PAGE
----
#childsafety | Rising app-enabled sexual assaults lead to Tinder and Queensland Police collaboration – Hack


A rise in sexual assault reports linked with online dating has seen Queensland Police partner with Tinder in a world-first safety campaign.

The collaboration will see “victim-centric and trauma-informed” messaging embedded into the dating app over the summer.

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The campaign will provide practical safety tips, as well as details about reporting and support options if something goes wrong after swiping right.

Queensland Police Commissioner Katarina Carroll said it was about going “straight to the source” to deal with the growing problem.

“This campaign is about empowering people to use these platforms safely,” she said.

“We want people to know that we are here, we want them to be safe and if something unwanted happens, they are not alone.

“Support and reporting options are available.”

In 2008, Queensland Police recorded three alleged rapes linked to online dating apps.

By 2019, that had jumped to 49.

Commissioner Carroll wanted people to feel supported coming forward with allegations, even if they didn’t want to make a formal complaint.

“Whether it’s meeting in person or online, you have got to behave. If you’re a perpetrator or offender, we will be basically looking for you,” she said.

Commissioner Carroll also announced the police service was working with Tinder and other police forces to develop a “law enforcement portal”.

“This portal will be available for policing agencies and dating applications to continue working together with the shared goal of enhancing the safety of online users,” she said.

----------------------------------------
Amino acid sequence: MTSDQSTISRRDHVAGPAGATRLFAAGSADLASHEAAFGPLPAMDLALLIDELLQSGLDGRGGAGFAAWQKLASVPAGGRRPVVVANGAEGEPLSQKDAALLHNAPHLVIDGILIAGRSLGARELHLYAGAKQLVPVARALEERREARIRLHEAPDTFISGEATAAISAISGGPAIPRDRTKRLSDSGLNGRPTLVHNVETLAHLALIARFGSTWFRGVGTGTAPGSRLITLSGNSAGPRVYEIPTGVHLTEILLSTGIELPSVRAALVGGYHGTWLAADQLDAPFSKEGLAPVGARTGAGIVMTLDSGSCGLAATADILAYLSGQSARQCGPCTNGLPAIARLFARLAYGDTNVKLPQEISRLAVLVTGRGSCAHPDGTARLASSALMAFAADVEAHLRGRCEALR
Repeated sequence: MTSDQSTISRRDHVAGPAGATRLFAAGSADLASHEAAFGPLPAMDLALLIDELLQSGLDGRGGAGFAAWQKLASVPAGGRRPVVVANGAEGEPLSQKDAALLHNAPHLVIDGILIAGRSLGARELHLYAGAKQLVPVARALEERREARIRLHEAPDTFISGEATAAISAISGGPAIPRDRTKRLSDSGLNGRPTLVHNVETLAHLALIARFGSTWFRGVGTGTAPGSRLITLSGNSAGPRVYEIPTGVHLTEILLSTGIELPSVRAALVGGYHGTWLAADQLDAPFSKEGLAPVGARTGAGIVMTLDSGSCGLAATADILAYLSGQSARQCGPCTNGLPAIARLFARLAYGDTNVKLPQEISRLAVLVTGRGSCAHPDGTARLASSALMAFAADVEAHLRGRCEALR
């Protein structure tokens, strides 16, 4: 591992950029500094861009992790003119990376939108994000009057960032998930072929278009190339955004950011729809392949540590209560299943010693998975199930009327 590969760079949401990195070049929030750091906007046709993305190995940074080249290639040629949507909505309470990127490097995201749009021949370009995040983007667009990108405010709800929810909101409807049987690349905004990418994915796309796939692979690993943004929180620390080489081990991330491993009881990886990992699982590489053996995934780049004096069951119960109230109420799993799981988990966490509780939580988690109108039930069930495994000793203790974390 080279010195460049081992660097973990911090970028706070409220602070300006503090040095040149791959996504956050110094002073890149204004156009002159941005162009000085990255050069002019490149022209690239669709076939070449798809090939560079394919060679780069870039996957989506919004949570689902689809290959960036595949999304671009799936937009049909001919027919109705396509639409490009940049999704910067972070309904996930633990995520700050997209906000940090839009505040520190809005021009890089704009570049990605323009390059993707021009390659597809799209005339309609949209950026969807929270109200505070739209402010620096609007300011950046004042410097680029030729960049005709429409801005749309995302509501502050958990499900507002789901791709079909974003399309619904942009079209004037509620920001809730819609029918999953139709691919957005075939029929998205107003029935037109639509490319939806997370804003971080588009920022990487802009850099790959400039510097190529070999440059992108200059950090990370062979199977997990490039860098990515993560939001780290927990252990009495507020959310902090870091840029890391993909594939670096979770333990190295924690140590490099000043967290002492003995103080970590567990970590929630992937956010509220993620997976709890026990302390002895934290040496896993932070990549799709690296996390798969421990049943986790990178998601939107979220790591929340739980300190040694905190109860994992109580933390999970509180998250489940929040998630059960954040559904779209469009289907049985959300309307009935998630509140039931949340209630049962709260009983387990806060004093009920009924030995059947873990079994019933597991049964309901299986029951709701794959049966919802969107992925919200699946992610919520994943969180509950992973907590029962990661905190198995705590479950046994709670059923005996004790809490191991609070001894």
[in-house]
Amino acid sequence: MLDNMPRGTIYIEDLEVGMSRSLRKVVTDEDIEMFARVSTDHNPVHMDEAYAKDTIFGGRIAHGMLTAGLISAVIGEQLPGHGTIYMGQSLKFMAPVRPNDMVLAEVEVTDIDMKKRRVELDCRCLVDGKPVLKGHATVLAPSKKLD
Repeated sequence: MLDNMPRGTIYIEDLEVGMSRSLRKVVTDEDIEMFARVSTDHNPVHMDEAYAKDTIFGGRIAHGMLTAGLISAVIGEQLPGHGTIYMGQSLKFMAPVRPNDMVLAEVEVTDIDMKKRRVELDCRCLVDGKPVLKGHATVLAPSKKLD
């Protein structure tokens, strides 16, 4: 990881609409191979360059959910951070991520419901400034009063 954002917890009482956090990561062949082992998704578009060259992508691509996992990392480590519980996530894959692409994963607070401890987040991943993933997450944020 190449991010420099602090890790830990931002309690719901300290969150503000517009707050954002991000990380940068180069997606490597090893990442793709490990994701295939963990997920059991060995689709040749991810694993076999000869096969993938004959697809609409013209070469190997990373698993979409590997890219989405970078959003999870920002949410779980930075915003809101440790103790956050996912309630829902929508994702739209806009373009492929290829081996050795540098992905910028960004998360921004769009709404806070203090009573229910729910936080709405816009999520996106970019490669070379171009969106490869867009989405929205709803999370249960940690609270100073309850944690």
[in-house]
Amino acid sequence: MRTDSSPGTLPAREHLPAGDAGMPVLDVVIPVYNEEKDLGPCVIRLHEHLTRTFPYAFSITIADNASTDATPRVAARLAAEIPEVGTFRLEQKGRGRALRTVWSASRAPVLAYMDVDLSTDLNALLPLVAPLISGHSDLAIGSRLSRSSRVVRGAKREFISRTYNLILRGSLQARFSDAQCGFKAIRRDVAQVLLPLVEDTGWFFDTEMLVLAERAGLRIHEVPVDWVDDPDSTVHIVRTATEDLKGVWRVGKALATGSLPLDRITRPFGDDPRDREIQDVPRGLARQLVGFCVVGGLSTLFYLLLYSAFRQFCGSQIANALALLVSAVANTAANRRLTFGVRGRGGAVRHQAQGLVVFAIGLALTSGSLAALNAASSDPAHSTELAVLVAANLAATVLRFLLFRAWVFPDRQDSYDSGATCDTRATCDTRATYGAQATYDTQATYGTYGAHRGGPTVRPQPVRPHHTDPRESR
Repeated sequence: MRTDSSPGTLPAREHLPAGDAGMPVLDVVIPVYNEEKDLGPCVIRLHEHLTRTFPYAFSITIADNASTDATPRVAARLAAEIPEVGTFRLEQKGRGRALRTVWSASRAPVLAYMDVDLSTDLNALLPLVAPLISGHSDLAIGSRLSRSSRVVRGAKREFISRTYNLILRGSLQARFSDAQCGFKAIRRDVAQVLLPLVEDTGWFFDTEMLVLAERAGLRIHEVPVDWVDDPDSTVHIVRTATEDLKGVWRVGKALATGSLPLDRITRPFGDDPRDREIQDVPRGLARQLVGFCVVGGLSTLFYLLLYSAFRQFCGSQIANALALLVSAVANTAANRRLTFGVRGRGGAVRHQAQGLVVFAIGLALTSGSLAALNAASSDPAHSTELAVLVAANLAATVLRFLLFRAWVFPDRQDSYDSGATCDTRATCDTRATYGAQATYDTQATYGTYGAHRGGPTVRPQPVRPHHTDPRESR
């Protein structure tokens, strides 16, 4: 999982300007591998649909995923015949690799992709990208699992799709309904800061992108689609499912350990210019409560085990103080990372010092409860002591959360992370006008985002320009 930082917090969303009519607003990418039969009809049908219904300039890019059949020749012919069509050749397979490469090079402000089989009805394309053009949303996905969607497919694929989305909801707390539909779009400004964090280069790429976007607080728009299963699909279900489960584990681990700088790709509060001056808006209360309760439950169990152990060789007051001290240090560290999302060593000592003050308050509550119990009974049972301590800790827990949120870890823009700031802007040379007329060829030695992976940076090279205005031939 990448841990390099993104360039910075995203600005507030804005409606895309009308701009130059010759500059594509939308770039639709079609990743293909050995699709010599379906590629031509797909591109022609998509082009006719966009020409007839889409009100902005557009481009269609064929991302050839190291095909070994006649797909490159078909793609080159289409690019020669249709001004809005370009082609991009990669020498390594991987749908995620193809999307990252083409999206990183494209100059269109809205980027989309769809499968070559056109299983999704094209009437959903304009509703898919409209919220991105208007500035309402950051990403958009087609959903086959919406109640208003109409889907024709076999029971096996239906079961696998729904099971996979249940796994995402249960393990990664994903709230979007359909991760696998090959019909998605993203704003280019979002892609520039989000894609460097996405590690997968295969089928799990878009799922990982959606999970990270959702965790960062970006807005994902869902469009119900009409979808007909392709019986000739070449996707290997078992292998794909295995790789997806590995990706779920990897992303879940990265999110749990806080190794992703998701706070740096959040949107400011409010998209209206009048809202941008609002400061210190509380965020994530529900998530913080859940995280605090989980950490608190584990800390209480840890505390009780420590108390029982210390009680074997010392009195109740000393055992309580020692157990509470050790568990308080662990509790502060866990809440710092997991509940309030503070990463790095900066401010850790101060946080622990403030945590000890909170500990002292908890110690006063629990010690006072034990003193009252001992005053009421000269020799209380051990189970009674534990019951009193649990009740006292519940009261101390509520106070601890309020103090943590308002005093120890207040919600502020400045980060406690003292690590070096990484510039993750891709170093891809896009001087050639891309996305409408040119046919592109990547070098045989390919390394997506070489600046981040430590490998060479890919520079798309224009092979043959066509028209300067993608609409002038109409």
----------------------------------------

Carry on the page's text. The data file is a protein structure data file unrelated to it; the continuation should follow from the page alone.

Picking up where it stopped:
Last year a joint investigation by triple j Hack and Four Corners revealed Tinder was failing to adequately respond to survivors of sexual assault and allowing rapists to cover their tracks.

Following the reporting, Tinder made safety changes to further protect users and ordered a comprehensive review of its “sexual misconduct reporting, moderation, and response processes”.

Kerrin Bradfield from the Gold Coast Centre Against Sexual Violence worked with police and Tinder on the campaign.

She said it was important that anyone using the app was safe.

“Often what we see with dating apps is people feel ashamed or embarrassed by using them to meet people, whether that’s for casual sex, or in the hope that they find their soulmate,” Ms Bradfield said.

“Regardless of why people are on there, they do have a right to experience that with a high level of safety.”

The campaign includes practical tips including telling people where you’re going before heading out to meet someone and taking screenshots of profiles.

“Whether people implement all of those strategies, some of those strategies, or none of those strategies, it’s still not their fault if an assault happens, and that they can reach out for support and to report to the police,” Ms Bradfield said.

She said it was important that all victims felt supported.

“The messaging that has been developed is really sex-positive,” Ms Bradfield said.

“It’s very proactive.

“It sends a strong message to perpetrators as well, that this kind of behaviour won’t be tolerated on dating apps or in our communities.”

Buddy Loomis from Tinder’s parent company Match Group said they were taking a stronger stand against harassment.

“Offensive and violating behaviour have no place on Tinder,” she said.

“We’re committed to protecting our members.

“We know that safety is complex and personal and we approach it in several different angles because keeping our members safe is paramount with anything that we do.”

The messaging will appear on Tinder over the next eight weeks and will only be visible to Queensland users.



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